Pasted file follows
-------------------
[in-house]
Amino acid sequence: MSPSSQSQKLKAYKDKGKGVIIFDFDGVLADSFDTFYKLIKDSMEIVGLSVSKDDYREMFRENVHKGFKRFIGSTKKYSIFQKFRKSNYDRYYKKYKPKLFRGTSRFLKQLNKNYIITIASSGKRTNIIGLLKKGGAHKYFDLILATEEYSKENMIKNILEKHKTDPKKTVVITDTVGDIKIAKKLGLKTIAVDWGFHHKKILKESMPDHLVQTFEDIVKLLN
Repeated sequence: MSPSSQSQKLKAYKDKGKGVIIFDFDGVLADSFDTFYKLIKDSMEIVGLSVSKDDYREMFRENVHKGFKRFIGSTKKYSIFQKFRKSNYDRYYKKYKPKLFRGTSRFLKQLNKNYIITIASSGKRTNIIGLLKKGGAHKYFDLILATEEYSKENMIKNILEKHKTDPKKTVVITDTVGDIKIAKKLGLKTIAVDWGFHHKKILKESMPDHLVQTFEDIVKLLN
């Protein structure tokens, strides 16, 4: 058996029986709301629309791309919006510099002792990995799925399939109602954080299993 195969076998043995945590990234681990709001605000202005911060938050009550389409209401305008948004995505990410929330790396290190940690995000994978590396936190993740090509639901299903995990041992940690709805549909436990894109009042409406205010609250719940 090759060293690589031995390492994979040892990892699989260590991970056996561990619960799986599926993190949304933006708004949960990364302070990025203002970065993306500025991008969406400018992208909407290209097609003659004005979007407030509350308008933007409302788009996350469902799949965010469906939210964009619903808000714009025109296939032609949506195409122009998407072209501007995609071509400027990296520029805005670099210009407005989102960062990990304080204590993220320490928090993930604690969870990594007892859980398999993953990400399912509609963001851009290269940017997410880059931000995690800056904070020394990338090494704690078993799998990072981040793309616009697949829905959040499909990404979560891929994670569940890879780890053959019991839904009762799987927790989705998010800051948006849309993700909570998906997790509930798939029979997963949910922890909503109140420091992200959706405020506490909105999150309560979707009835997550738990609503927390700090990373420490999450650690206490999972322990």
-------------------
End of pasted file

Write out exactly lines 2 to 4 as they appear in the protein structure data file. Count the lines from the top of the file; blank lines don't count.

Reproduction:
Amino acid sequence: MSPSSQSQKLKAYKDKGKGVIIFDFDGVLADSFDTFYKLIKDSMEIVGLSVSKDDYREMFRENVHKGFKRFIGSTKKYSIFQKFRKSNYDRYYKKYKPKLFRGTSRFLKQLNKNYIITIASSGKRTNIIGLLKKGGAHKYFDLILATEEYSKENMIKNILEKHKTDPKKTVVITDTVGDIKIAKKLGLKTIAVDWGFHHKKILKESMPDHLVQTFEDIVKLLN
Repeated sequence: MSPSSQSQKLKAYKDKGKGVIIFDFDGVLADSFDTFYKLIKDSMEIVGLSVSKDDYREMFRENVHKGFKRFIGSTKKYSIFQKFRKSNYDRYYKKYKPKLFRGTSRFLKQLNKNYIITIASSGKRTNIIGLLKKGGAHKYFDLILATEEYSKENMIKNILEKHKTDPKKTVVITDTVGDIKIAKKLGLKTIAVDWGFHHKKILKESMPDHLVQTFEDIVKLLN
């Protein structure tokens, strides 16, 4: 058996029986709301629309791309919006510099002792990995799925399939109602954080299993 195969076998043995945590990234681990709001605000202005911060938050009550389409209401305008948004995505990410929330790396290190940690995000994978590396936190993740090509639901299903995990041992940690709805549909436990894109009042409406205010609250719940 090759060293690589031995390492994979040892990892699989260590991970056996561990619960799986599926993190949304933006708004949960990364302070990025203002970065993306500025991008969406400018992208909407290209097609003659004005979007407030509350308008933007409302788009996350469902799949965010469906939210964009619903808000714009025109296939032609949506195409122009998407072209501007995609071509400027990296520029805005670099210009407005989102960062990990304080204590993220320490928090993930604690969870990594007892859980398999993953990400399912509609963001851009290269940017997410880059931000995690800056904070020394990338090494704690078993799998990072981040793309616009697949829905959040499909990404979560891929994670569940890879780890053959019991839904009762799987927790989705998010800051948006849309993700909570998906997790509930798939029979997963949910922890909503109140420091992200959706405020506490909105999150309560979707009835997550738990609503927390700090990373420490999450650690206490999972322990």